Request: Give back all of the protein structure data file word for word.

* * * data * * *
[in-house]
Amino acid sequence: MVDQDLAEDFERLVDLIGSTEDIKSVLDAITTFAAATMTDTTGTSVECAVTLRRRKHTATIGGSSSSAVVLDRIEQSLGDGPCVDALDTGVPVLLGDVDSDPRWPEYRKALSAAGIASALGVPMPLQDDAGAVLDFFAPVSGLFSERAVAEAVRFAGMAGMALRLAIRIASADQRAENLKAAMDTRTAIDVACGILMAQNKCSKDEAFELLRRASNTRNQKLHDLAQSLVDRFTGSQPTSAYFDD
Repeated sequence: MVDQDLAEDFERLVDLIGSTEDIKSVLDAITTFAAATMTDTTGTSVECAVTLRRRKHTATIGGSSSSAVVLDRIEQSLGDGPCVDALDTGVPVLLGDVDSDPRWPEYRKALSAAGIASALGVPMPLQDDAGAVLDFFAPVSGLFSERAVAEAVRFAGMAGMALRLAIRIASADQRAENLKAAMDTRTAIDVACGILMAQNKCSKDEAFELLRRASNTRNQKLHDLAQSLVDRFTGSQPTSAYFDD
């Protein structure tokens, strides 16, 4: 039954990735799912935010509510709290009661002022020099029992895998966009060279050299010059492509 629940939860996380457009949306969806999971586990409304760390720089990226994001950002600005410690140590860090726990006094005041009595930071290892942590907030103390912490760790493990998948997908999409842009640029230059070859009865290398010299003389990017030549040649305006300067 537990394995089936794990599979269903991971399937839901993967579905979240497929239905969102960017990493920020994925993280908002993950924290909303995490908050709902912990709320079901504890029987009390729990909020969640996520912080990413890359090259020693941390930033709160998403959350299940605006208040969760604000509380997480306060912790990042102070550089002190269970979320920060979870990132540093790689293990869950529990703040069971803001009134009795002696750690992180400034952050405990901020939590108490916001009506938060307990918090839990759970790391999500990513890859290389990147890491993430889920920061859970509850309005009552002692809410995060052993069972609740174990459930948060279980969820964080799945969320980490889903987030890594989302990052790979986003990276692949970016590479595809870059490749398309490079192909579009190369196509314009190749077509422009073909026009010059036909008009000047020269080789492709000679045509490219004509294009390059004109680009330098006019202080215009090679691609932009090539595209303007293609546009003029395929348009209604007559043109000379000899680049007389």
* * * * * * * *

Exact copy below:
[in-house]
Amino acid sequence: MVDQDLAEDFERLVDLIGSTEDIKSVLDAITTFAAATMTDTTGTSVECAVTLRRRKHTATIGGSSSSAVVLDRIEQSLGDGPCVDALDTGVPVLLGDVDSDPRWPEYRKALSAAGIASALGVPMPLQDDAGAVLDFFAPVSGLFSERAVAEAVRFAGMAGMALRLAIRIASADQRAENLKAAMDTRTAIDVACGILMAQNKCSKDEAFELLRRASNTRNQKLHDLAQSLVDRFTGSQPTSAYFDD
Repeated sequence: MVDQDLAEDFERLVDLIGSTEDIKSVLDAITTFAAATMTDTTGTSVECAVTLRRRKHTATIGGSSSSAVVLDRIEQSLGDGPCVDALDTGVPVLLGDVDSDPRWPEYRKALSAAGIASALGVPMPLQDDAGAVLDFFAPVSGLFSERAVAEAVRFAGMAGMALRLAIRIASADQRAENLKAAMDTRTAIDVACGILMAQNKCSKDEAFELLRRASNTRNQKLHDLAQSLVDRFTGSQPTSAYFDD
């Protein structure tokens, strides 16, 4: 039954990735799912935010509510709290009661002022020099029992895998966009060279050299010059492509 629940939860996380457009949306969806999971586990409304760390720089990226994001950002600005410690140590860090726990006094005041009595930071290892942590907030103390912490760790493990998948997908999409842009640029230059070859009865290398010299003389990017030549040649305006300067 537990394995089936794990599979269903991971399937839901993967579905979240497929239905969102960017990493920020994925993280908002993950924290909303995490908050709902912990709320079901504890029987009390729990909020969640996520912080990413890359090259020693941390930033709160998403959350299940605006208040969760604000509380997480306060912790990042102070550089002190269970979320920060979870990132540093790689293990869950529990703040069971803001009134009795002696750690992180400034952050405990901020939590108490916001009506938060307990918090839990759970790391999500990513890859290389990147890491993430889920920061859970509850309005009552002692809410995060052993069972609740174990459930948060279980969820964080799945969320980490889903987030890594989302990052790979986003990276692949970016590479595809870059490749398309490079192909579009190369196509314009190749077509422009073909026009010059036909008009000047020269080789492709000679045509490219004509294009390059004109680009330098006019202080215009090679691609932009090539595209303007293609546009003029395929348009209604007559043109000379000899680049007389």